Teaching moral standards and religious elements of history, generally shunned by public schools in recent decades, seems to be making a sporadic but growing comeback.

This is the assessment of specialists in the field who cite accumulating evidence of the shift, which they say is urgently needed to overcome a huge gap in educating the young.The situation "has been pathetic," educator Charles R. Kniker said of the failure of recent decades to teach religion's pervasive historical and social influences.

The omission has been documented in numerous studies of textbooks. But the ignored influences and effects of religion gradually and sporadically are being restored, Kniker said.

"It's slow going, but it's a clear phenomenon," he said in an interview. "There's a major growth of interest in academic study about religion in the schools. It's been a wilderness, but certainly changes are going on."

Kniker, professor of education at Iowa State University and editor of the journal Religion & Public Education, has made a national survey of state policies on teaching about religion and moral values.

Results showed a spotty pattern but indicated developing concern in that field.

Since the survey broke new ground, however, prior data was lacking with which to compare the results.

"The main purpose was to get a big snapshot of where we are now in this country," a "base line study to see what is the reality" so comparisons can be made with it in the future, he said.

Thirteen states permit teaching about religion in social studies, while typically prohibiting indoctrination in a religion's beliefs. Alabama, for example, allows "religious facts only."

Forty-one states have laws or guidelines on citizenship or character education and 20 states mention moral-spiritual values. But some indicated that teaching them was taboo or was limited to "democratic values."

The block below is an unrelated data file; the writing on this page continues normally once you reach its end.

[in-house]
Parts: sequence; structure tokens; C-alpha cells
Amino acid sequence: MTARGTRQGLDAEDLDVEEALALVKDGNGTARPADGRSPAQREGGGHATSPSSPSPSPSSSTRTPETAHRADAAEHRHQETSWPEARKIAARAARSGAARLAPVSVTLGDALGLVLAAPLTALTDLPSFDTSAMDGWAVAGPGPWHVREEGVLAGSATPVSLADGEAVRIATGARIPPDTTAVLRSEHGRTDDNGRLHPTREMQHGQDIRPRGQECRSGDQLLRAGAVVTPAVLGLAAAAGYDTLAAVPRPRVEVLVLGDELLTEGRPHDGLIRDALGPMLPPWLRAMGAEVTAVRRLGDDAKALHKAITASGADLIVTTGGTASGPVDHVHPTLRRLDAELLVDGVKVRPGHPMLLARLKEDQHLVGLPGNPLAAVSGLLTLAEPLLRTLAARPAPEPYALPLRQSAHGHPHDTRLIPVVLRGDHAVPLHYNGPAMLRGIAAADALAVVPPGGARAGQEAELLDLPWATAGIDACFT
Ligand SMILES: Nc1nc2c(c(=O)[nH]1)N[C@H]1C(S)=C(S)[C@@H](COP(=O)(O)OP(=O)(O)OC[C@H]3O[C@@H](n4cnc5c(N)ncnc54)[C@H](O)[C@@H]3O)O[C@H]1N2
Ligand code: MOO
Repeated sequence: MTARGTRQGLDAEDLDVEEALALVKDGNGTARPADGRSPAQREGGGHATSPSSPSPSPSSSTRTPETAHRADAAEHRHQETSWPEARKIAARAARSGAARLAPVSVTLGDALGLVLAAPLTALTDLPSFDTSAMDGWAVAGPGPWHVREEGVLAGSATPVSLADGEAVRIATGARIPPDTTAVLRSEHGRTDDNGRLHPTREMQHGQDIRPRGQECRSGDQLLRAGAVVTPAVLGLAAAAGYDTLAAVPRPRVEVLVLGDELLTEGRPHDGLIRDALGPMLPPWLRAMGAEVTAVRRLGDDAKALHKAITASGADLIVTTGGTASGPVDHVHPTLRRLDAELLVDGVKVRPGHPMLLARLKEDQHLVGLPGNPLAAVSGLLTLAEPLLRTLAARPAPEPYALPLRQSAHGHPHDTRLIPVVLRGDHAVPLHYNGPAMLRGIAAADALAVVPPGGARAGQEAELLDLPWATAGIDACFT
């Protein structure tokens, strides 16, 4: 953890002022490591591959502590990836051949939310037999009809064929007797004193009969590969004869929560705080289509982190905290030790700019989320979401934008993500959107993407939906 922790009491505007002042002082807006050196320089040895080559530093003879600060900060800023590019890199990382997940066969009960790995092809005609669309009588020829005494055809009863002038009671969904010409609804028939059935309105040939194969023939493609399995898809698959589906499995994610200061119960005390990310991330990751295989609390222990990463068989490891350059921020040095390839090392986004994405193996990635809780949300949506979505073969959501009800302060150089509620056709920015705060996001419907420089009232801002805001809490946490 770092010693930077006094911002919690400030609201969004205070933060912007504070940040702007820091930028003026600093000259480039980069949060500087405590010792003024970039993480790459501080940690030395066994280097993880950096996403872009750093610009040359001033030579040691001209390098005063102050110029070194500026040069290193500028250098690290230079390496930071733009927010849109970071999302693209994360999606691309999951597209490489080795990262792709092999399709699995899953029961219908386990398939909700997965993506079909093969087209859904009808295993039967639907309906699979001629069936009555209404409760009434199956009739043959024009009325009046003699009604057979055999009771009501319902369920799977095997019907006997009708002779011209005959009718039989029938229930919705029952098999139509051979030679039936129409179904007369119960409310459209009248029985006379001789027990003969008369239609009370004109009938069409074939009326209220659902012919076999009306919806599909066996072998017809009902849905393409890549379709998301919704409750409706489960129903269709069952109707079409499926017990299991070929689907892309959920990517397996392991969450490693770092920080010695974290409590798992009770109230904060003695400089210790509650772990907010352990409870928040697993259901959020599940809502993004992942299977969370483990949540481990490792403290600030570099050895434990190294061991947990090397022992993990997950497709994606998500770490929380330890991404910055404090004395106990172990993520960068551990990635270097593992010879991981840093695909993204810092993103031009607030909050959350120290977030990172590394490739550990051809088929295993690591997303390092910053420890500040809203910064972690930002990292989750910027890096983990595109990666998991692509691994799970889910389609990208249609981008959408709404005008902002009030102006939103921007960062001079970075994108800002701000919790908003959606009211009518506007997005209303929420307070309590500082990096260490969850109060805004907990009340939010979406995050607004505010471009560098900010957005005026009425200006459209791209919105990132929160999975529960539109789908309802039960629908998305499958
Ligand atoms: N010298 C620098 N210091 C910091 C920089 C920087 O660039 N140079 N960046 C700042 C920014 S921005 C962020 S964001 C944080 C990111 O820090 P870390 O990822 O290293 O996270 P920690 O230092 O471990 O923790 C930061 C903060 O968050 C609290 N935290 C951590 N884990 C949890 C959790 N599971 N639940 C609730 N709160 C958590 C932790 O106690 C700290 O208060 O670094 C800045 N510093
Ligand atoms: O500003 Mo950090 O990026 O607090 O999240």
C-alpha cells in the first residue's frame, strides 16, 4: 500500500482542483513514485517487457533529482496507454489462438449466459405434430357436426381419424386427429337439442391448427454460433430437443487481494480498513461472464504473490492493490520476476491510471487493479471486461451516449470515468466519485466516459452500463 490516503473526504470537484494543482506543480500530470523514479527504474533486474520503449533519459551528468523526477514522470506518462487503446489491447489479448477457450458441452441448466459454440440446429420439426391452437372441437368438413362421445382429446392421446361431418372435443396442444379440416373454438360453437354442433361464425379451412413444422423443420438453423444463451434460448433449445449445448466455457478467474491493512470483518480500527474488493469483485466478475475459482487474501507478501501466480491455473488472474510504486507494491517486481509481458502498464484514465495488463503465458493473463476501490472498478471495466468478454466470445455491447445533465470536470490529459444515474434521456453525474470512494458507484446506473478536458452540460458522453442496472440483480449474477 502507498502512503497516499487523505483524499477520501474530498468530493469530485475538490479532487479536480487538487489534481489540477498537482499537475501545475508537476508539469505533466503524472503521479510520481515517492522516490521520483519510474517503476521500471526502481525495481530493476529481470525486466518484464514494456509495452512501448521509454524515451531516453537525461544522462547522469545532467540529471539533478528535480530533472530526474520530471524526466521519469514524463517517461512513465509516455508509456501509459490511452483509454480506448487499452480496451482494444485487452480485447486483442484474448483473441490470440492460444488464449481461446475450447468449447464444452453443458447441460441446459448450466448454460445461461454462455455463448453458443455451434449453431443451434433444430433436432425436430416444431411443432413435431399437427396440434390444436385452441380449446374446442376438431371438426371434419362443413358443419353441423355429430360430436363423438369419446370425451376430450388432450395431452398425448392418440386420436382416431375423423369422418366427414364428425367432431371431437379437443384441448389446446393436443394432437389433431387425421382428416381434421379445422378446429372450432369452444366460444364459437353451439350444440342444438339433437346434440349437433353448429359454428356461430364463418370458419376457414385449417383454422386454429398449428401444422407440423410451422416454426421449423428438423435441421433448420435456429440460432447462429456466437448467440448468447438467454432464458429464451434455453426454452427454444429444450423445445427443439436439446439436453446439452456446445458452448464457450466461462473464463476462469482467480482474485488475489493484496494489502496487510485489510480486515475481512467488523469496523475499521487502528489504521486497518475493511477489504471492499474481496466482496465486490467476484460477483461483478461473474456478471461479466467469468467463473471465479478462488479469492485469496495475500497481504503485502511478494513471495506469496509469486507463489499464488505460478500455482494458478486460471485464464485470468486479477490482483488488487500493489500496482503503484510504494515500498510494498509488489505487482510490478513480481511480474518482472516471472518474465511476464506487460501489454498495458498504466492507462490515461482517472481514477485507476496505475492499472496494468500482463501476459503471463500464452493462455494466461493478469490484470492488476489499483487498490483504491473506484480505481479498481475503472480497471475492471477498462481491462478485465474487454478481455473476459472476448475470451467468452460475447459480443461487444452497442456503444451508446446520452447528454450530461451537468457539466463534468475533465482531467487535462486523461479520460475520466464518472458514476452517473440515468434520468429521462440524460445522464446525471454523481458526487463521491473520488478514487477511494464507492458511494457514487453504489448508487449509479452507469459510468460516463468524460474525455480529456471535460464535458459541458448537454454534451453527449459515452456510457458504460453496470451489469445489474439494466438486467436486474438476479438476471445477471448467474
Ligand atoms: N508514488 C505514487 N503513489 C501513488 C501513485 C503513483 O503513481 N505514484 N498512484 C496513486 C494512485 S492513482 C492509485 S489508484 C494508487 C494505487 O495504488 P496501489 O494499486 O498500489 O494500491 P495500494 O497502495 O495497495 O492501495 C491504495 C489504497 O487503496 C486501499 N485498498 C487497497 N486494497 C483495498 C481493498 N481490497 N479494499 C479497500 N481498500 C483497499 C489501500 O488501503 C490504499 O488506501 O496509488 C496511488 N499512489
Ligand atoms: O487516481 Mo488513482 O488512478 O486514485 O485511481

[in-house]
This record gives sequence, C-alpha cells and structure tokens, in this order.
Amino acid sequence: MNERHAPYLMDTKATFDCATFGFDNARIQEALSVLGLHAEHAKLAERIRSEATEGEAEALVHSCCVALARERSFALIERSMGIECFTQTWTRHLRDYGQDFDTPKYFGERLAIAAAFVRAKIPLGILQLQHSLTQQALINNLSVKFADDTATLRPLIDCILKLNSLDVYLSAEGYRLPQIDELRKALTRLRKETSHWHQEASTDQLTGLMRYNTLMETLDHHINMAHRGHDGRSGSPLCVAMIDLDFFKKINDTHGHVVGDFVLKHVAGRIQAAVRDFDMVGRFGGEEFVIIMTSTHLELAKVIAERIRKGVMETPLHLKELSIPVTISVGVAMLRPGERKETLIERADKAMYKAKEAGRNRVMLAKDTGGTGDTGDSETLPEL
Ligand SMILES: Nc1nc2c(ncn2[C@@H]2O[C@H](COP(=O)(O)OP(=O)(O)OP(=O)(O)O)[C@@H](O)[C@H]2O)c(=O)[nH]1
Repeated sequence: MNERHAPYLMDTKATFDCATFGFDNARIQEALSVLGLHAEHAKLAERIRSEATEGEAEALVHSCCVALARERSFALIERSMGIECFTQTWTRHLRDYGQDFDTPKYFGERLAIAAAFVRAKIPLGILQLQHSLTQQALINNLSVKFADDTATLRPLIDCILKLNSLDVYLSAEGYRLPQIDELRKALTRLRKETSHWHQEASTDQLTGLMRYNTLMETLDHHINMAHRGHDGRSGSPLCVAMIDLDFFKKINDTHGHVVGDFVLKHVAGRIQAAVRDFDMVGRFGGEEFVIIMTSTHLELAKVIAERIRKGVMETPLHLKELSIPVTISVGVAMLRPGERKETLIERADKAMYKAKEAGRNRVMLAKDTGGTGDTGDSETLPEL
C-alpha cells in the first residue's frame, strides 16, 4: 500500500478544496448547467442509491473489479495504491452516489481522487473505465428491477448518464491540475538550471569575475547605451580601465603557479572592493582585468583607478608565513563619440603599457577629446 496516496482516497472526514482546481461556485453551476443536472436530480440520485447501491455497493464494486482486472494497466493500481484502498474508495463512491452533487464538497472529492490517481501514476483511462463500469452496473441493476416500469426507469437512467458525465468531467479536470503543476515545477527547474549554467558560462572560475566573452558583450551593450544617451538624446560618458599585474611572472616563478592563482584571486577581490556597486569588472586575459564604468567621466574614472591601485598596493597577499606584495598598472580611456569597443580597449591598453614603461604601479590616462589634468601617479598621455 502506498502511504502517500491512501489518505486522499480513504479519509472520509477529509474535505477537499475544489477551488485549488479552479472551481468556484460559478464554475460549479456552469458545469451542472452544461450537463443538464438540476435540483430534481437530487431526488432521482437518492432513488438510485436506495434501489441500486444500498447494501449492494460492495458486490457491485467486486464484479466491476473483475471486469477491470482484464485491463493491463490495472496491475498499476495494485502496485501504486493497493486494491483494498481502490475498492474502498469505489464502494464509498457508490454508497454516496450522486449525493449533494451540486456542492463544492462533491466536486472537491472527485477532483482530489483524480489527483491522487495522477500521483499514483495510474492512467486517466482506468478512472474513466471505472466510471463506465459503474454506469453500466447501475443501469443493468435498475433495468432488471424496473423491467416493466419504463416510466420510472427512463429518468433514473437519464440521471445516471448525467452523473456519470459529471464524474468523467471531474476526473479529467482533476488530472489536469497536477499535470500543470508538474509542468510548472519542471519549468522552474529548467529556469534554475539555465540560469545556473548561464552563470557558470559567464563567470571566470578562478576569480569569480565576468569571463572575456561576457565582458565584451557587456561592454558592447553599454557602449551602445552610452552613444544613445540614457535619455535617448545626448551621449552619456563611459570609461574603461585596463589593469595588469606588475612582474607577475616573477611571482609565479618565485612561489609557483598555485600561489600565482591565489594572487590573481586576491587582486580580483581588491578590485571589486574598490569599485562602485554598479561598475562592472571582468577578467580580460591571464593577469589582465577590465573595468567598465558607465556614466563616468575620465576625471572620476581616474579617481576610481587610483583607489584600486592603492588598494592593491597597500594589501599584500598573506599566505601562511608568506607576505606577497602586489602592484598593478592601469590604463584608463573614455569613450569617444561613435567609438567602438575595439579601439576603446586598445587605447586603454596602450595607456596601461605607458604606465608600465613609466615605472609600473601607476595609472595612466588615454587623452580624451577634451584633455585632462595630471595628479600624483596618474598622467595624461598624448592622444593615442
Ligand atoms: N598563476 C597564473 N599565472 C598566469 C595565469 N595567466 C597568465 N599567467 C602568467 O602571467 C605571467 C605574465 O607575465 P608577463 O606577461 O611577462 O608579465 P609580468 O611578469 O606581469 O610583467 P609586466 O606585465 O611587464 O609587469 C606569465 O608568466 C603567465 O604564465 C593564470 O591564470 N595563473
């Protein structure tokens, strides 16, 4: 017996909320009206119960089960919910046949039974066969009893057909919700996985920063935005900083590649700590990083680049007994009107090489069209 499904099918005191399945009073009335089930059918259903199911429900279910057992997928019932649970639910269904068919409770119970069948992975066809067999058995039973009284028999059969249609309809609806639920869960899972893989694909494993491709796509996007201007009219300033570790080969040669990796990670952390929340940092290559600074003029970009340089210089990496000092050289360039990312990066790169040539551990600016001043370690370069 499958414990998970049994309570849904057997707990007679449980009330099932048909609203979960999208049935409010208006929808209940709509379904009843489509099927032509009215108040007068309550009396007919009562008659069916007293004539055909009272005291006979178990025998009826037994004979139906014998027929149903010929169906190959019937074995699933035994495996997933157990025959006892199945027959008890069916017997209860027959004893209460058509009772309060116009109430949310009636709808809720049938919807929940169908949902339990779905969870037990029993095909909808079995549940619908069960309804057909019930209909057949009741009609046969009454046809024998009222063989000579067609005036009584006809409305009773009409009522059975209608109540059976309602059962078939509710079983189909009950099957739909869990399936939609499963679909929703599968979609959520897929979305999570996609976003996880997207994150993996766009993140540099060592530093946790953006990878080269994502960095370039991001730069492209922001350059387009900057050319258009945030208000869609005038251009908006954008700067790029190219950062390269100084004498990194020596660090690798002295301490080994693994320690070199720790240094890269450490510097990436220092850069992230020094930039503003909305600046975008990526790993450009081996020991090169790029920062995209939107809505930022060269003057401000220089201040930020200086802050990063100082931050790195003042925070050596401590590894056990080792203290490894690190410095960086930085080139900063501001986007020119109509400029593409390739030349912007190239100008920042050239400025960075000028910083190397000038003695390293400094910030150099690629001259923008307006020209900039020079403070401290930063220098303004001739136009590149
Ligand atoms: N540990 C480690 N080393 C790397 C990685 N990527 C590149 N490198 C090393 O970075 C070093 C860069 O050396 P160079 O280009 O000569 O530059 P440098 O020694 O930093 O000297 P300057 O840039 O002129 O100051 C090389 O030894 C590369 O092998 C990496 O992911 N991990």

Twenty states allow observance of a moment of silence, none mentioning that the practice replaced school prayer. Recitation in schools of the Pledge of Allegiance is required in 19 states, while many make participation voluntary.

Charles C. Haynes of Washington, D.C., president of the National Council on Religion and Public Education, which publishes the journal edited by Kniker, said:

"Changes are coming very rapidly, encouraging more teaching about religion in history and teaching of values. Many districts are adopting new policies . . . The change is quite dramatic. It's now irreversible."

Kniker said expulsion of religious knowledge from schools stemmed from misinterpretations of the 1962-63 Supreme Court decisions banning sponsored prayer and Bible devotionals.

Schools and textbook publishers purged virtually any religious reference, fearing controversy, even though the court had said study about religion was essential to education, he said.

Kniker said present changes in attitudes resulted from rising evangelical concern and from many studies showing the stark absence of religious facts from classroom versions of history and society.

School board and teacher requests for guidance materials have soared, prompting the National Council on Religion and Public Education's distribution center at Iowa State University in Ames to open a telephone service, Kniker said.

More than 500,000 copies of the pamphlet "Religion in the Public School Curriculum, Questions and Answers," which was put together by a wide array of educational and religious organizations, have gone to school officials and others.